Play and a Happy Holiday to You!
In play, a child is always above his average age, above his daily behavior; in play, it is as though he were a head taller than himself.
– Lev Vygotsky (1896-1934)
Since Christmas is the holiday I celebrate in the coming week and toys are filling my head and attic, I thought it appropriate to focus this article on the importance of play in a child’s life. In our household, we’ve decorated the Christmas tree with ornaments that remind us of vacations, happy times, Christmases and relatives. My husband and I, in addition to wrapping up work, are busy getting gifts, baking cookies, writing cards and hosting gatherings for all of those friends, teachers and colleagues who have played a meaningful role in our lives this year. We are also busy thinking about, planning for and buying gifts for our son that will give him joy and engage his imagination. We – like many – hope for a magical Christmas in which our family feels a sense of joy in giving, in our connectedness as a family and in an appreciation of the good life that we have.
A good part of my child’s happiness is centered around play. Play is the vehicle through which some of the most fundamental developmental leaps of learning take place. It is the central vocation of childhood. And toys are the tools of the trade. In some developing countries where toys are not readily available, children play with the tools of the household imitating the adults around them to learn how things work. While I cook on the real stove, Ethan bakes a batch of cookies in his play kitchen set. Development, moving from one level of thinking and ability to the next, takes place when a child is in a window of time in which he/she is ready (developmentalist Lev Vygotsky called it the zone of proximal development). Play moves a child toward those next steps when they are ready. And interaction between a child playing with a more competent adult or older child can help facilitate those developmental jumps.
When does a child stop playing? When does play stop enhancing a person’s development? It doesn’t ever have to stop. Teenagers engage in play with video games, puzzles, board games, novels and social fantasies. As adults, though we have less opportunity for play, we do engage in creative endeavors that often times are the most fulfilling because they come from our intrinsic desires to express ourselves.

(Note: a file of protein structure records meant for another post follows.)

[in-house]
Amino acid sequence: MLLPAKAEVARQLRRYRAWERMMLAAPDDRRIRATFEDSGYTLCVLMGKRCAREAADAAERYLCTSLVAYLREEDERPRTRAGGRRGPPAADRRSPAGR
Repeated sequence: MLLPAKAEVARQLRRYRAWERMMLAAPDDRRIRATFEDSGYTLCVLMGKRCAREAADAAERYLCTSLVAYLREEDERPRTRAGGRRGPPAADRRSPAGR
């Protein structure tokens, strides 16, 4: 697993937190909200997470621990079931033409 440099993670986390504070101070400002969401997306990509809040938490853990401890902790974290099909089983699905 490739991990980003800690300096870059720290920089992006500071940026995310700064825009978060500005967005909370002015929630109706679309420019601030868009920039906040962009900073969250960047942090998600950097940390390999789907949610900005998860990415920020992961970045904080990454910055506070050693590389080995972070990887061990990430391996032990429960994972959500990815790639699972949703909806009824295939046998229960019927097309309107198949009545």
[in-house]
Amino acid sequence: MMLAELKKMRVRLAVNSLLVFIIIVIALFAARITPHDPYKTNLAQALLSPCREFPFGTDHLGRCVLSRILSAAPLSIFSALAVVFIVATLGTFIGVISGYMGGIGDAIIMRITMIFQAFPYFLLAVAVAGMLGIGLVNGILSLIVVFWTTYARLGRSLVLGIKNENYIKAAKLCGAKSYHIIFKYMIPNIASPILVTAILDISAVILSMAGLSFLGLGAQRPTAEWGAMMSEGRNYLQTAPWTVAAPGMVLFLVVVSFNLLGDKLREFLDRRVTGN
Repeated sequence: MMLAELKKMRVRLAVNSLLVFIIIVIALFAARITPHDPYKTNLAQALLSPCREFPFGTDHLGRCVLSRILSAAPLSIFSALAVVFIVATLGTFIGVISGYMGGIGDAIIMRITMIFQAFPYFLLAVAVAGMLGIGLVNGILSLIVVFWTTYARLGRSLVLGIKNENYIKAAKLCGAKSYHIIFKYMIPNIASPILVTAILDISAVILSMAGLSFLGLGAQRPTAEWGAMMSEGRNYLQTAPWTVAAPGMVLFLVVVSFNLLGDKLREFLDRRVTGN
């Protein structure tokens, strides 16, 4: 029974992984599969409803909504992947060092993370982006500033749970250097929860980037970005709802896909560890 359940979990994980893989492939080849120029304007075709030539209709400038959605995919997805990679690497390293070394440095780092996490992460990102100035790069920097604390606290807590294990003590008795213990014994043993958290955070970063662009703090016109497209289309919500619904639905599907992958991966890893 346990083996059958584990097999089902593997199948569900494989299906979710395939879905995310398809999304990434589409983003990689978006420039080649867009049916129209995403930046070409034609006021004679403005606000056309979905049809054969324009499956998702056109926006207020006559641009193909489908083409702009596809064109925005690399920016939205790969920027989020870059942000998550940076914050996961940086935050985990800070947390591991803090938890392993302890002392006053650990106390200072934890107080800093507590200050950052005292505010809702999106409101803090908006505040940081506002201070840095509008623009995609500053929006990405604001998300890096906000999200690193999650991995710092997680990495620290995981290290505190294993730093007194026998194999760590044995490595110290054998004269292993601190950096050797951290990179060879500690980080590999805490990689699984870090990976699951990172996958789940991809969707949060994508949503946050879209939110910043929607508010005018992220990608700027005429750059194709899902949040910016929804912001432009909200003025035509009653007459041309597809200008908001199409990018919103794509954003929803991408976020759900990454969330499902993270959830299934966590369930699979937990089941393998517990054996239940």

So my holiday wish for you is that you take time to play. Get down on the floor or if you have back troubles like my husband, sit in your comfy chair. Play can take place anywhere with many toys or none at all. You could be on a bus, a train or an airplane and if you’ve brought your imagination along, the sky is the limit. Here are some easy ways to engage in play this season.
Just do it. Get down on the floor and play. Engage in the interests of your child and see where it takes you. Build a new track system for a train. Rearrange a dollhouse. Build a fort of pillows.
Take a mental trip. Read a book together or if you feel particularly creative, close your eyes with your child, decide on a destination (the beach, Grandma’s House or Outer Space?) and describe your incredible journey to get there and what and who you encounter when you get there. Include details of the experience from your five senses and you will help transport you and your child.
Build a story. Look back at photo albums from former trips and vacations. Make up a story together set in your favorite location.
Buy toys that engage the imagination. Costumes are a terrific way for a child to engage in pretend play. You can likely find some dress-up clothes in your closet. But toy stores also sell a variety of occupational dress-up clothes (chef, police officer, fire person, postal worker, train conductor, princess). Any play sets that involve characters (people, animals, trains, cars, fairies) engage the imagination. Toys that are household tools like blenders, screwdrivers and vacuums are ways that children can play grown-up. For young adults, games, chemistry sets and art supplies can be both fun and engaging.
Reap the benefits of one of the greatest gifts your children can give – attention and presence in the moment. Children naturally have the gift of mindfulness, being aware of what’s going on at the moment it is happening. They learn in time from the adult world to multi-task and become distracted and scattered. But inherent in children is the ability to focus on something they are truly interested in through their creativity and imagination. Take advantage of that gift and experience a sense of timelessness, of “flow.” Turn over rocks in the garden and see what’s there.
I try to “walk the talk” so after I wrote the draft of this article, I played with my son for an hour before it was time to make dinner. I let him lead and cars zoomed off cliffs. The big yoga ball came out for some crazy rolling. Tickling ensued and Daddy joined in. I laughed until my belly ached. So that is my wish for you this holiday. Play! May your belly ache with laughter!